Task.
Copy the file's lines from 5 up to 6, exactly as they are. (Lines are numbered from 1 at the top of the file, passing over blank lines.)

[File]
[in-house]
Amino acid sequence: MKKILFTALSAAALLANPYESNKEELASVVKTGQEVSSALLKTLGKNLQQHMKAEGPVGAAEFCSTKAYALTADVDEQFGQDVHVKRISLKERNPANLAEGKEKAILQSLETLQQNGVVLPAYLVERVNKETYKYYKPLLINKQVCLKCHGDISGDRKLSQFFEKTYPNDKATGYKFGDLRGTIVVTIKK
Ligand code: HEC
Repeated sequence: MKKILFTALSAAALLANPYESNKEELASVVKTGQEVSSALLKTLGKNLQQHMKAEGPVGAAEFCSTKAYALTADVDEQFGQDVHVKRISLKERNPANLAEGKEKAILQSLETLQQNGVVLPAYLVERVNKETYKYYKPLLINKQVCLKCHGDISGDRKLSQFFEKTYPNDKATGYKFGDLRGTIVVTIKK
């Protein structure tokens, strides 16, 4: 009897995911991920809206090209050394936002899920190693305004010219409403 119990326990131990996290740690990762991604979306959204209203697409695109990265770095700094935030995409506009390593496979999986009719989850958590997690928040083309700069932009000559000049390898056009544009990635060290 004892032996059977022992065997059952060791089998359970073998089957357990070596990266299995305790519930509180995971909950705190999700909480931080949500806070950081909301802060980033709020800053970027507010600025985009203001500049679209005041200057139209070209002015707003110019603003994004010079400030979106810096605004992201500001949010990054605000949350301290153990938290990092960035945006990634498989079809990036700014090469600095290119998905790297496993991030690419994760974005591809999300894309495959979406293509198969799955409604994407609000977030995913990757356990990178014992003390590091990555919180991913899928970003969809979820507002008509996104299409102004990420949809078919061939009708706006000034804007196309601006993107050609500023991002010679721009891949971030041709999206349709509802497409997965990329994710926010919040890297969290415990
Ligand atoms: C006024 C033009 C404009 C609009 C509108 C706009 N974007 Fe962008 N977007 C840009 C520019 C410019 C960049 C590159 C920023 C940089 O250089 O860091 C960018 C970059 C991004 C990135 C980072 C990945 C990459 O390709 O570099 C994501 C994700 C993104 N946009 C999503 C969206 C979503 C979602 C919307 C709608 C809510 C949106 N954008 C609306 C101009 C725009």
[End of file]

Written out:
């Protein structure tokens, strides 16, 4: 009897995911991920809206090209050394936002899920190693305004010219409403 119990326990131990996290740690990762991604979306959204209203697409695109990265770095700094935030995409506009390593496979999986009719989850958590997690928040083309700069932009000559000049390898056009544009990635060290 004892032996059977022992065997059952060791089998359970073998089957357990070596990266299995305790519930509180995971909950705190999700909480931080949500806070950081909301802060980033709020800053970027507010600025985009203001500049679209005041200057139209070209002015707003110019603003994004010079400030979106810096605004992201500001949010990054605000949350301290153990938290990092960035945006990634498989079809990036700014090469600095290119998905790297496993991030690419994760974005591809999300894309495959979406293509198969799955409604994407609000977030995913990757356990990178014992003390590091990555919180991913899928970003969809979820507002008509996104299409102004990420949809078919061939009708706006000034804007196309601006993107050609500023991002010679721009891949971030041709999206349709509802497409997965990329994710926010919040890297969290415990
Ligand atoms: C006024 C033009 C404009 C609009 C509108 C706009 N974007 Fe962008 N977007 C840009 C520019 C410019 C960049 C590159 C920023 C940089 O250089 O860091 C960018 C970059 C991004 C990135 C980072 C990945 C990459 O390709 O570099 C994501 C994700 C993104 N946009 C999503 C969206 C979503 C979602 C919307 C709608 C809510 C949106 N954008 C609306 C101009 C725009």